When conductor Vasily Petrenko made his debut with The Cleveland Orchestra last summer, he crafted a thrilling performance of Rachmaninovʼs Second Symphony that prompted one longtime orchestra observer to declare, “There was nothing clichéd about that cliché!” Evidently the musicians and orchestra managers felt the same way, as Petrenko was invited back to lead two concerts this summer. The first, a 20th-century mash-up of Elgar and Bartók, showed an artist with a command and range well beyond the Russian repertoire.

Vasily Petrenko © Mark McNulty
Vasily Petrenko
© Mark McNulty

Petrenko, who was named Artist of the Year at the 2017 Gramophone Awards, seems to be everywhere these days. He is Chief Conductor of the Oslo Philharmonic, the European Union Youth Orchestra and the Royal Liverpool Philharmonic, which has already created a Conductor Laureate position for him after his current contract expires in 2021. Over the past seven years his prolific recording output with the RLPO has focused principally on the Russian mainstays – Rachmaninov, Shostakovich, Tchaikovsky, Stravinsky. But if heʼs brought a Russian sensibility to Liverpool, his performance in Cleveland suggested that aesthetics flow in both directions, and heʼs absorbed a bit of the Brits'. 

He opened Elgarʼs concert overture In the South in high spirits, striking an optimistic tone that continued throughout the entire piece. There were dire moments, notably when the brass and percussion go full-blast to invoke the ancient war images inspired by Elgarʼs stay in Alassio, Italy. But the overall mood was uplifting – bright, colorful, at times almost pulsating with energy. The playing was lively and crisp, particularly in the strings, which got a good workout. 

The British influence was apparent in the overtureʼs gentler interludes, which had a pleasantly pastoral feel. Balancing sweet sentimentality with polished precision is not unique to British orchestras, but they certainly excel in that department, and the native touch in this performance was unmistakable. In all, it was a sharp yet heartfelt interpretation that reflected both Petrenkoʼs skills and strengths and the orchestraʼs versatility. 

Bartókʼs Concerto for Orchestra is a showpiece that spotlights almost every section of the orchestra over five movements and demands considerable finesse from the conductor, starting with the low opening rumble that gradually builds to a rush of melodies and ideas. This is Petrenkoʼs forte, drawing out fine sounds that clarify and add to the piece, and moving seamlessly from tender moments to grand tumult. The trumpets in the Game of Pairs second movement had a razorʼs edge, while the twinned woodwind melodies swirled around each other in what can only be described as a 3-D effect. The centerpiece, the third movement Elegy, was hypnotic, with strings that were nearly weeping at times. Petrenko even found some humor, notably in the bassoon lines in the second movement and the horns describing the drunken fracas in the fourth.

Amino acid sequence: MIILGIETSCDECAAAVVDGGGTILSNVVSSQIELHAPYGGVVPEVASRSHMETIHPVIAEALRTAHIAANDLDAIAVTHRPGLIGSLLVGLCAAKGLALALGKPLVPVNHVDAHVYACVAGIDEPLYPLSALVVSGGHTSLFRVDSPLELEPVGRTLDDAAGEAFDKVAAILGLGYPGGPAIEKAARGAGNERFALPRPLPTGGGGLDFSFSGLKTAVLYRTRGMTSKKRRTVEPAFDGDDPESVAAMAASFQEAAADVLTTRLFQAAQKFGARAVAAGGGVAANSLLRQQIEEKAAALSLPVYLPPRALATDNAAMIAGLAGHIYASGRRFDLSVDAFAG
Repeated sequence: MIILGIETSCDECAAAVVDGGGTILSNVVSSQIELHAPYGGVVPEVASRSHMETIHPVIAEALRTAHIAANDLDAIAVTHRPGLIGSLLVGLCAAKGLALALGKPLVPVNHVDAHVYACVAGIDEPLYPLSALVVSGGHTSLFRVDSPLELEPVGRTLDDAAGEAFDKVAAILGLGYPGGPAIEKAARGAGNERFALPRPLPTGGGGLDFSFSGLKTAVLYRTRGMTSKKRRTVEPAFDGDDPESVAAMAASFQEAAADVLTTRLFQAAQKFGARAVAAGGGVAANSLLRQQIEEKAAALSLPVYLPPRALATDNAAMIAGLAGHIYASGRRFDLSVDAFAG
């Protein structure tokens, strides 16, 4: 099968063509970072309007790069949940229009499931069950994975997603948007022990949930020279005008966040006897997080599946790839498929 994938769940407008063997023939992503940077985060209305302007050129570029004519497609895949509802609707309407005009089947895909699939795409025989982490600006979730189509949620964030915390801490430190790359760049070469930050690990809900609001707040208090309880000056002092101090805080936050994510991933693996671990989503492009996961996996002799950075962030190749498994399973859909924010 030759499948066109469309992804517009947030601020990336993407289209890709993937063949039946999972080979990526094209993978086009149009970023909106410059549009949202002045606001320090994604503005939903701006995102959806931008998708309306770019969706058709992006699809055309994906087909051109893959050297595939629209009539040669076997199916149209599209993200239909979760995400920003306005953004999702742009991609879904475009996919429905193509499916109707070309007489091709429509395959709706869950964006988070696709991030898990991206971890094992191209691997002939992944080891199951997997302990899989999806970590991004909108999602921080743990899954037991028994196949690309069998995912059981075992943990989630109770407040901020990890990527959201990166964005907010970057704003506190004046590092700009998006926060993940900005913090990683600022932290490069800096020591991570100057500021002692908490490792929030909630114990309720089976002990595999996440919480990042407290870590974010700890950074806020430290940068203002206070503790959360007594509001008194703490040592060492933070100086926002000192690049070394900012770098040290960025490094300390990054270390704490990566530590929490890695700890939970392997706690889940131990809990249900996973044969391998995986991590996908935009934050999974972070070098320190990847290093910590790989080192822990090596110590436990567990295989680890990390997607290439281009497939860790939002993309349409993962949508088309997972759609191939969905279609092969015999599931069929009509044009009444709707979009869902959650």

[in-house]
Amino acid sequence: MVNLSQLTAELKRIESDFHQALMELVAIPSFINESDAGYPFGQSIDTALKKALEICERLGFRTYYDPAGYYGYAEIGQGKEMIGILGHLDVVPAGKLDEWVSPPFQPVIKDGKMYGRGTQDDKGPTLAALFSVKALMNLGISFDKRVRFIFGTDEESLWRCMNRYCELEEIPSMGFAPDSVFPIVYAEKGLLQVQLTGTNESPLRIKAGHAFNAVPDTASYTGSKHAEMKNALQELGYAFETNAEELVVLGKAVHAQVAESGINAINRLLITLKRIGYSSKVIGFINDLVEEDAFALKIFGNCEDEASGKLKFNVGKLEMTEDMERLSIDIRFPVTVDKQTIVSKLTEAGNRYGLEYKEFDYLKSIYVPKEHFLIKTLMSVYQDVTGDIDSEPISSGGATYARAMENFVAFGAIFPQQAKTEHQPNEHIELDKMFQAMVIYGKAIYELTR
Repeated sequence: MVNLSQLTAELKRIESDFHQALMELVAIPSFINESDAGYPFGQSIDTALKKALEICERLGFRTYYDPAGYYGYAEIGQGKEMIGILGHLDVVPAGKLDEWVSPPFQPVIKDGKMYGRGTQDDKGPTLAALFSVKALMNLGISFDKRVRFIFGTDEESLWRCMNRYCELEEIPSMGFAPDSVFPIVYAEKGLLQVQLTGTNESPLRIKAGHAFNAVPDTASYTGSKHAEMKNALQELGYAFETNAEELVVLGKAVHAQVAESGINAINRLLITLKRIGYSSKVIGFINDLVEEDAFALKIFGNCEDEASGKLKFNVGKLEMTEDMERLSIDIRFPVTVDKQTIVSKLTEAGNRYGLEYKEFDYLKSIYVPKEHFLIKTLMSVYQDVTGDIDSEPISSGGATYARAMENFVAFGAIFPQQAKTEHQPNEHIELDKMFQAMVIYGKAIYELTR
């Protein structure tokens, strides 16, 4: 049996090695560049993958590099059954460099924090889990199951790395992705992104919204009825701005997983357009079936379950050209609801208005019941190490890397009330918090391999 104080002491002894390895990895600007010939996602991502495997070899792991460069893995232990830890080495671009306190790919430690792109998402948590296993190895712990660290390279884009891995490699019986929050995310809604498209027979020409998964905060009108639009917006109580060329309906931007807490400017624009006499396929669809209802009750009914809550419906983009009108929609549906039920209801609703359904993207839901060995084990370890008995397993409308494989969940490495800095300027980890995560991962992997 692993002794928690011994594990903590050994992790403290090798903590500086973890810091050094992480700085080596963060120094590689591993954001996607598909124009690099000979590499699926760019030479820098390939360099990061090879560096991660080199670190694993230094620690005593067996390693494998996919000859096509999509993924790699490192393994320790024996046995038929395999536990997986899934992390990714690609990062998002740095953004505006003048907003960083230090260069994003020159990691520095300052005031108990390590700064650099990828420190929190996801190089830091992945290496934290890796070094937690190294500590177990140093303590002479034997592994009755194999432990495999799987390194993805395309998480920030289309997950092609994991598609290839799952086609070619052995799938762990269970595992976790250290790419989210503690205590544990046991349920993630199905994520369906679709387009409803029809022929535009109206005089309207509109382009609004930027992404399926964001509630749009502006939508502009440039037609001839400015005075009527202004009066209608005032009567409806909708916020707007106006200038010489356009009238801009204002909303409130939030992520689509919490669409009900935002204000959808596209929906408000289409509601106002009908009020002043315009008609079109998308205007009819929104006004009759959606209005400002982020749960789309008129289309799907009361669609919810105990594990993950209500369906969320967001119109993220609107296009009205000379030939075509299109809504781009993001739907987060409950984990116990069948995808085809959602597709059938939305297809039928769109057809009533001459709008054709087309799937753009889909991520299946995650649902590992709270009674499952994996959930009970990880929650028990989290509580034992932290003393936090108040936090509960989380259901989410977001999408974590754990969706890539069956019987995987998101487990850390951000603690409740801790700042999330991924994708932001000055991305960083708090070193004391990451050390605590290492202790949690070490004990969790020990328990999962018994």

He barely paused between movements, adding to the propulsive flow of the music. Structurally, one way to view the concerto is as an amalgam of disparate, even disjointed moments. Ultimately it all comes together, but to maintain that through feel throughout the entire piece is an impressive accomplishment. Add in the natural elegance that Petrenko brings to everything he touches, and you have audiences leaping to their feet, as this one did while the final notes were still reverberating. 

The Cleveland Orchestra is often described as the most European of American orchestras. This particular match went that one better, invoking the European sound and milieu while offering a fresh perspective that left all the clichés far behind.